Ruairi Quinn insists imposing the €100 tax is unavoidable
THE Government is to proceed with the controversial household charge -- despite a High Court challenge and the fact that just 15pc of households have so far registered.
Education Minister Ruairi Quinn insisted yesterday that imposing the €100 tax was unavoidable.
The Government hopes to raise €160m from the levy, which it claims will go towards funding public services.
Householders have until March 31 to register and the Government has warned that those who fail to pay up will be summoned to court.
But it was claimed yesterday that the failure of the Government to publish the household-charge legislation in Irish was denying citizens their "linguistic rights".
Solicitor and Fianna Fail councillor Tom Brabazon told the Irish Independent that the State had a duty to publish the law in both languages.
Mr Brabazon, whose firm is based in Fairview, Dublin, is representing a client who is challenging the legislation.
On Wednesday, the High Court granted permission for the challenge on the basis that it was not published in Irish. Mr Justice Iarfhlaith O'Neill gave consent for the case to go ahead and it is due to come back before the court in two weeks.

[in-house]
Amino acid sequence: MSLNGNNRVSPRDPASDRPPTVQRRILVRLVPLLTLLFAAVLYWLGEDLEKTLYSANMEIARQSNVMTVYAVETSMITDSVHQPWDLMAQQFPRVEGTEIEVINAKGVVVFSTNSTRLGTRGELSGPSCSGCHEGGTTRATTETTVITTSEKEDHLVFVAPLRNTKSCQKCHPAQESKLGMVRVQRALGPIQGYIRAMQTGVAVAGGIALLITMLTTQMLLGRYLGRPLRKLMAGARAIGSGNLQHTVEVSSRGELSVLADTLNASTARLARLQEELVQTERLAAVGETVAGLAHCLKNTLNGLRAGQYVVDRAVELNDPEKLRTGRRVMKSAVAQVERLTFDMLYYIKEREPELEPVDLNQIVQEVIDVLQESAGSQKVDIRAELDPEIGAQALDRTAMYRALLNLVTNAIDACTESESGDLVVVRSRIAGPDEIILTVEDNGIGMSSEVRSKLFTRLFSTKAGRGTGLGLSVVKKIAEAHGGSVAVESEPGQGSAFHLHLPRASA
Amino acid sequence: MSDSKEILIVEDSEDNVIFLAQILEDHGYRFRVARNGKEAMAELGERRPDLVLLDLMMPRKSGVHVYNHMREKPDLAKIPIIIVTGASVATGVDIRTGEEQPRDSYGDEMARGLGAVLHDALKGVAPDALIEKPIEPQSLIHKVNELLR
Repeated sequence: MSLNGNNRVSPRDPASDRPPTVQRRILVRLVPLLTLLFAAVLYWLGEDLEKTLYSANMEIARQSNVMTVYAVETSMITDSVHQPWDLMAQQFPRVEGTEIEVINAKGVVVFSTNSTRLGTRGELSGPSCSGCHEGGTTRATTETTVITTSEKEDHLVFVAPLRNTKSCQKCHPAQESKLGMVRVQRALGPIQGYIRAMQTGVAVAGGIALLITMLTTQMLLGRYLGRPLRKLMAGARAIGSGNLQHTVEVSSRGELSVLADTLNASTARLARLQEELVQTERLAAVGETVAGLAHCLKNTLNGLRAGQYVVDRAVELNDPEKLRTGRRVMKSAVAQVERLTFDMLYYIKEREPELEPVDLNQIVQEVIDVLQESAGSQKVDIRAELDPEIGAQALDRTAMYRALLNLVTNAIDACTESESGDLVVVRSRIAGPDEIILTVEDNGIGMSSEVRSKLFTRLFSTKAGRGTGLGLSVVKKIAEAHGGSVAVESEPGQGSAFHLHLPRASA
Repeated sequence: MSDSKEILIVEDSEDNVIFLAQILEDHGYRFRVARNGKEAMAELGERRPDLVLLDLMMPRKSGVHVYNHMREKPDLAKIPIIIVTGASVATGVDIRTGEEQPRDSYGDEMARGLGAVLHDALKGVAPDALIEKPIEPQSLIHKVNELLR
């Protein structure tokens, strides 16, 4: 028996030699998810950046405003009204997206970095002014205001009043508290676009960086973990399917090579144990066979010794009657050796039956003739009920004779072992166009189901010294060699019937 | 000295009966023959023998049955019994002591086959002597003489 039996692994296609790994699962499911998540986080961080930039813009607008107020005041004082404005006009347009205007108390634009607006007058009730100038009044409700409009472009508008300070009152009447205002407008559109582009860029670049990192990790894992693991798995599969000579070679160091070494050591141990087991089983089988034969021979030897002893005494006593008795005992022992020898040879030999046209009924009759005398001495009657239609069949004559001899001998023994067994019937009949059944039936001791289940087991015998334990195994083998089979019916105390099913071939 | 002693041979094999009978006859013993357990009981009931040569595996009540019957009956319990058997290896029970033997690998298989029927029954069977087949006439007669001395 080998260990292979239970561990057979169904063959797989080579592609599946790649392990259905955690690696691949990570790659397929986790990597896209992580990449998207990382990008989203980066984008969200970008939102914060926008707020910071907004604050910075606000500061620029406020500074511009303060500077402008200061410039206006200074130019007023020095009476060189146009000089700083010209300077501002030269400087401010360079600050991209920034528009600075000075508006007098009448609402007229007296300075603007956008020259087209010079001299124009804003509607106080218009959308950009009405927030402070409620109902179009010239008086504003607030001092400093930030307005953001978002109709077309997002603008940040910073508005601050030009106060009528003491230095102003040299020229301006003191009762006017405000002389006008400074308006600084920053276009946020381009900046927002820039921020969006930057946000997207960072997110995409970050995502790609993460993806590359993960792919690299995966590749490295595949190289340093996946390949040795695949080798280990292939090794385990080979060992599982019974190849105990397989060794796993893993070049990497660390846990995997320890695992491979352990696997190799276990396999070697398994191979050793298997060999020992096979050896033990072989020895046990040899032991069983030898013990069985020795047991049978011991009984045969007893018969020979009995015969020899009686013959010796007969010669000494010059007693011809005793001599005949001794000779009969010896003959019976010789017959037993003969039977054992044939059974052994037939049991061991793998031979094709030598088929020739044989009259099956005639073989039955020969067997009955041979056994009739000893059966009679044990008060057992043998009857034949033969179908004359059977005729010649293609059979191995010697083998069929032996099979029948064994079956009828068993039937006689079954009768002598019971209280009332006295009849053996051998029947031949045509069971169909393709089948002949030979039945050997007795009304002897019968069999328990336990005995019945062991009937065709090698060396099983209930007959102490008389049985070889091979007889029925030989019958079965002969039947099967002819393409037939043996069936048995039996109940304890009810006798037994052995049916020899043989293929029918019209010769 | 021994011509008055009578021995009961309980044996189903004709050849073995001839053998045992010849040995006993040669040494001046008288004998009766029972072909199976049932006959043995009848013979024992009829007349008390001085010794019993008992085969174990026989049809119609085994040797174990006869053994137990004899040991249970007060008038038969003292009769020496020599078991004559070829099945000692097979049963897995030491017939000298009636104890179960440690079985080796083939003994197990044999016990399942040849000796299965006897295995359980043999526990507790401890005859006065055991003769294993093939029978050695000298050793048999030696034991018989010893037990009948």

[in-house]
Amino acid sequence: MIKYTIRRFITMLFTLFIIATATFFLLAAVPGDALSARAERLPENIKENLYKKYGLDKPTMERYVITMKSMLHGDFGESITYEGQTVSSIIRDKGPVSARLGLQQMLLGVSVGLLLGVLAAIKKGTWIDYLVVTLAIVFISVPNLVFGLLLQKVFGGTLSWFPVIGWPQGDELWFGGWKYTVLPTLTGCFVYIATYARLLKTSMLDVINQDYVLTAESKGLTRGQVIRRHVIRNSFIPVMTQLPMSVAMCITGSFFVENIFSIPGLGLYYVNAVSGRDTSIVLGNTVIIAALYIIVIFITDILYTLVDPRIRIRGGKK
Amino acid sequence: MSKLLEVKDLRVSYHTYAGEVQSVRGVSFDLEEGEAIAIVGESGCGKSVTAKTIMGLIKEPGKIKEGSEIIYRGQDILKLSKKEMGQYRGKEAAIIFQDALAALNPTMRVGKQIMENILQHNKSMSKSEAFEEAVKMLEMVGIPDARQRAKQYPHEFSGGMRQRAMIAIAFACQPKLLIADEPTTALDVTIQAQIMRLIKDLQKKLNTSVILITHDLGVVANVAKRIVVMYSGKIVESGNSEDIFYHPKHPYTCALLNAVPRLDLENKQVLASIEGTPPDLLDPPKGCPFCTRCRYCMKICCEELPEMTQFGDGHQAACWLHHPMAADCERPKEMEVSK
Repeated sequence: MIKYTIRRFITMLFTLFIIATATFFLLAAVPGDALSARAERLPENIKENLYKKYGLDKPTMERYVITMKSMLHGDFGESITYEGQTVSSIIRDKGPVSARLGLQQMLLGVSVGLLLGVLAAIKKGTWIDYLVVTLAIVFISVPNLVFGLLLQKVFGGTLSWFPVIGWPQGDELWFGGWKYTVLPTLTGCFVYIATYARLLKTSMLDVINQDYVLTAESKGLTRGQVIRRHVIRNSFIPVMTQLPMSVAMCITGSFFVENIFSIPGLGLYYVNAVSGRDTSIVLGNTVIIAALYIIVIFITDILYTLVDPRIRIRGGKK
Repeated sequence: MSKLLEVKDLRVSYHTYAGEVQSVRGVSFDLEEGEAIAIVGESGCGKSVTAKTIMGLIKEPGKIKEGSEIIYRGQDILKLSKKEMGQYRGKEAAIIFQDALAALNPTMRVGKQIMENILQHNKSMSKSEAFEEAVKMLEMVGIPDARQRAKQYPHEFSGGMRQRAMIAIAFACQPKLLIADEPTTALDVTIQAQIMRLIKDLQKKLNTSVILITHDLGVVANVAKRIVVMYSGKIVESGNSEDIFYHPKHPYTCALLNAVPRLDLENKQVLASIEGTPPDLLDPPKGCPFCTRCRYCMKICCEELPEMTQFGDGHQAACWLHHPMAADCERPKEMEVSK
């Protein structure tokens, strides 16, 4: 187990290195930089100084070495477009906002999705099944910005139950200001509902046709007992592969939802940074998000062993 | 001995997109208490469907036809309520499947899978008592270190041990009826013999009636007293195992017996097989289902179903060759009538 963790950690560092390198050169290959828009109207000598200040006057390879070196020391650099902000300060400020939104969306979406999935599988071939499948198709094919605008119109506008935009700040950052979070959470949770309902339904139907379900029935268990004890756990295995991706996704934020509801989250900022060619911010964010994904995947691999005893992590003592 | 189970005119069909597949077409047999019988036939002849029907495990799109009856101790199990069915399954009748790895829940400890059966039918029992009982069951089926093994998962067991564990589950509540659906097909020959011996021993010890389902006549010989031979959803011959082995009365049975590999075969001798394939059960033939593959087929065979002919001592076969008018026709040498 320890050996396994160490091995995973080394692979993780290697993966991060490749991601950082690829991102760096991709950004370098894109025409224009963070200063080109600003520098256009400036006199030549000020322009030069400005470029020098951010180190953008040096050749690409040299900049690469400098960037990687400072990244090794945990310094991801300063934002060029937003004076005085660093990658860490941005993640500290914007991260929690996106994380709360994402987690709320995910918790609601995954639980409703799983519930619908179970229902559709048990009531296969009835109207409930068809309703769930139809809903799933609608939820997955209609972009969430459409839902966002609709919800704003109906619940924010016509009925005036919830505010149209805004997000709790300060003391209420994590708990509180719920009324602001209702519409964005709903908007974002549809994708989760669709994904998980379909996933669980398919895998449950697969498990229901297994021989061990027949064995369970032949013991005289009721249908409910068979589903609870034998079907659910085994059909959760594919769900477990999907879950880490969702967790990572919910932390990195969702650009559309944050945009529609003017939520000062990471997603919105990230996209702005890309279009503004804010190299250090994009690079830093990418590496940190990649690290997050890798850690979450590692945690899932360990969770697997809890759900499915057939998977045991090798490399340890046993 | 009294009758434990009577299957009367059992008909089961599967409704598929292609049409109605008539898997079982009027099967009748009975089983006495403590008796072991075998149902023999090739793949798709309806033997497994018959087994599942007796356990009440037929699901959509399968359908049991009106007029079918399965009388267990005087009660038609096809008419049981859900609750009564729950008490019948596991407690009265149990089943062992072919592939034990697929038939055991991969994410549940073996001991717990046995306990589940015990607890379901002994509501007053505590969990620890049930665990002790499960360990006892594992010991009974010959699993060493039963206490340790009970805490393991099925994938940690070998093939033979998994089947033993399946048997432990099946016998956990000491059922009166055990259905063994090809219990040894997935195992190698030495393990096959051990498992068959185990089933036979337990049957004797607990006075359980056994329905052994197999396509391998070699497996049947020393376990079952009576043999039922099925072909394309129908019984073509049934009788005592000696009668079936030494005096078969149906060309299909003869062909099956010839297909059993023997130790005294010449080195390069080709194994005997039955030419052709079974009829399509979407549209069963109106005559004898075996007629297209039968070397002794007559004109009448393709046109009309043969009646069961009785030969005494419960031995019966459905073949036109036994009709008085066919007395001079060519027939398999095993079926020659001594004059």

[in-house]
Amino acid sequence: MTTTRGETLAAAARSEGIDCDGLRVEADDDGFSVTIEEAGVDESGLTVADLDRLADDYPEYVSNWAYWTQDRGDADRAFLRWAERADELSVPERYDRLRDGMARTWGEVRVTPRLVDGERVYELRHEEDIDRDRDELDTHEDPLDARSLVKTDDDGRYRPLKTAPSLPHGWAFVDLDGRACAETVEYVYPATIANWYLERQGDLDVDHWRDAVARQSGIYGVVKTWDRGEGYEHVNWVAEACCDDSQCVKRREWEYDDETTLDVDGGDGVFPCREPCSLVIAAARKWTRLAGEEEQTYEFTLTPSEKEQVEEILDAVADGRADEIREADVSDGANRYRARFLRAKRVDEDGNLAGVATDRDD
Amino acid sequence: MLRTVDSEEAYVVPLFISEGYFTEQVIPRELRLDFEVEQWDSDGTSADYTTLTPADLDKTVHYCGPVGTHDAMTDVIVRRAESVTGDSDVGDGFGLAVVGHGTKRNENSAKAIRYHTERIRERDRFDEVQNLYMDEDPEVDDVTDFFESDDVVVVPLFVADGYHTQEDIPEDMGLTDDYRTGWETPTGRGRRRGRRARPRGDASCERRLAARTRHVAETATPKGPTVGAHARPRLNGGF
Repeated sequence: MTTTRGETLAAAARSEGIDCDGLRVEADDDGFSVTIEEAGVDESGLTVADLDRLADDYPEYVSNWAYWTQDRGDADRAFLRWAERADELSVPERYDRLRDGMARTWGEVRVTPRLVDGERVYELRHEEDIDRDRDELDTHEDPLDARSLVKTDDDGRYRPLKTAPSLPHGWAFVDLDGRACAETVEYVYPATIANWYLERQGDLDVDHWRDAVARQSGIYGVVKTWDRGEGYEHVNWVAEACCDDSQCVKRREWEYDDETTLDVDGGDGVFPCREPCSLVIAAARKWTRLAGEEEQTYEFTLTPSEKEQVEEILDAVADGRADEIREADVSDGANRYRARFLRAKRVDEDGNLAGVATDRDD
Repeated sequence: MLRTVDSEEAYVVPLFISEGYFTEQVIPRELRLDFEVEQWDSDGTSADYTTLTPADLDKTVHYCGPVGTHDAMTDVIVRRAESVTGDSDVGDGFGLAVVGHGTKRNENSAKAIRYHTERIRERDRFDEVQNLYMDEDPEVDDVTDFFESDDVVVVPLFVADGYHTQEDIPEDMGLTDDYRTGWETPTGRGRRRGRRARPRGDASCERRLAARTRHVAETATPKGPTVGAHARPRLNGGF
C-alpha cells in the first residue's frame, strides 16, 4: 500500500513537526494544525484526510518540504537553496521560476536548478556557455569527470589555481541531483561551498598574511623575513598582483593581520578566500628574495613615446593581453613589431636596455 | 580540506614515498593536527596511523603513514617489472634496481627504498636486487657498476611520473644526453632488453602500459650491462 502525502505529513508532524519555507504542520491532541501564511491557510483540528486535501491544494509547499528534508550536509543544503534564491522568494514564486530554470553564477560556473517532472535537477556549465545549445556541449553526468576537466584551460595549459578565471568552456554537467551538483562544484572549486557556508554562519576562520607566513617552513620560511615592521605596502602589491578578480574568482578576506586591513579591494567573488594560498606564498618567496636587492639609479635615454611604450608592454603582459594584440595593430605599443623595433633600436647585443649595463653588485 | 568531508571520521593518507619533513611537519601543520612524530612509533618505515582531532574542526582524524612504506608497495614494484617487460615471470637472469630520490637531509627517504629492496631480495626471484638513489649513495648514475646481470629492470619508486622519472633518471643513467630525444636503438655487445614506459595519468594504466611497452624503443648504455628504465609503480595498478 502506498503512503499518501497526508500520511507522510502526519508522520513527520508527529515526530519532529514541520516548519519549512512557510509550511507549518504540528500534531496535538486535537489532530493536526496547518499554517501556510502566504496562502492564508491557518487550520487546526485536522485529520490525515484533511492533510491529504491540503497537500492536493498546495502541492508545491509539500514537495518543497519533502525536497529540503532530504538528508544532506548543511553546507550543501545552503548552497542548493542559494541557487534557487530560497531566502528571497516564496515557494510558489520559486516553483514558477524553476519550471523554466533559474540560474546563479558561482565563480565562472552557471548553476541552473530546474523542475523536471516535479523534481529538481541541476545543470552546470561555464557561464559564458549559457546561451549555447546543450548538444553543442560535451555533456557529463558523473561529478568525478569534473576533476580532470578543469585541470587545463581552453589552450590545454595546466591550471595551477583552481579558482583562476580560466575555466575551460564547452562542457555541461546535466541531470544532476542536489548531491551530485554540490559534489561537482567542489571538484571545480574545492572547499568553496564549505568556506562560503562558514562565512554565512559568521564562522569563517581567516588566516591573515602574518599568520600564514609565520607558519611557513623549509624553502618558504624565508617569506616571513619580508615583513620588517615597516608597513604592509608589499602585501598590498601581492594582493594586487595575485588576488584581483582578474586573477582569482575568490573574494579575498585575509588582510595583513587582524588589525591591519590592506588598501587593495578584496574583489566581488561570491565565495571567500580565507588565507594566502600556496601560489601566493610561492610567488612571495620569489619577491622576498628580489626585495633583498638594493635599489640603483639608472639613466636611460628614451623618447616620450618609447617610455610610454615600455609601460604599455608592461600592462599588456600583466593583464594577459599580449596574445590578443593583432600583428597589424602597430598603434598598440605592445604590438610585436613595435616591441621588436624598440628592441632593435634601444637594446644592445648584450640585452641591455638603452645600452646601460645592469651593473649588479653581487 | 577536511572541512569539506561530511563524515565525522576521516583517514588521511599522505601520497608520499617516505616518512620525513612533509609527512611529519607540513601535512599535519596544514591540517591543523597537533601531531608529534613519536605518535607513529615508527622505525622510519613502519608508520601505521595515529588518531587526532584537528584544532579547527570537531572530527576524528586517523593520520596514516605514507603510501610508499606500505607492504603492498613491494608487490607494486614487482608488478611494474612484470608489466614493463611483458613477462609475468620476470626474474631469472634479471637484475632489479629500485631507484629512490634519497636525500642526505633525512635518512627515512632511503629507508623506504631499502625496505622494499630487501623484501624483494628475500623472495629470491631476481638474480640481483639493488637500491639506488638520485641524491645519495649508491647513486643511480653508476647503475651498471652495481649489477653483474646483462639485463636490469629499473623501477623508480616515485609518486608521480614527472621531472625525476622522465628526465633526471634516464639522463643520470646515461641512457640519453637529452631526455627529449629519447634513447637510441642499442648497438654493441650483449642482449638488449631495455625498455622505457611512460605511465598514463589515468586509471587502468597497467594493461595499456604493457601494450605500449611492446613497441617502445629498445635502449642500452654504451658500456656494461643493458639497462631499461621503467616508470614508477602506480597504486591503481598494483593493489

Mr Brabazon said those who wish to read the legislation and take legal advice on it were unable to do so except by referring to the English version.
He made it clear that he was taking the case as a solicitor acting for a client, rather than as a public representative, and that the case was about making sure citizens had their linguistic rights.
However, in a statement the Department of the Environment said the law had been translated into Irish and that the Gaeilge version was scheduled to be printed and published "towards the end of next week".
It also reiterated that people were legally required to register and pay for the charge.
Some 85pc of households have still not registered for the levy. At the Dail yesterday, eight of the nine Independent and United Left Alliance TDs, who have spearheaded the Campaign Against the Household Charge, held a protest, calling for a mass boycott of the tax.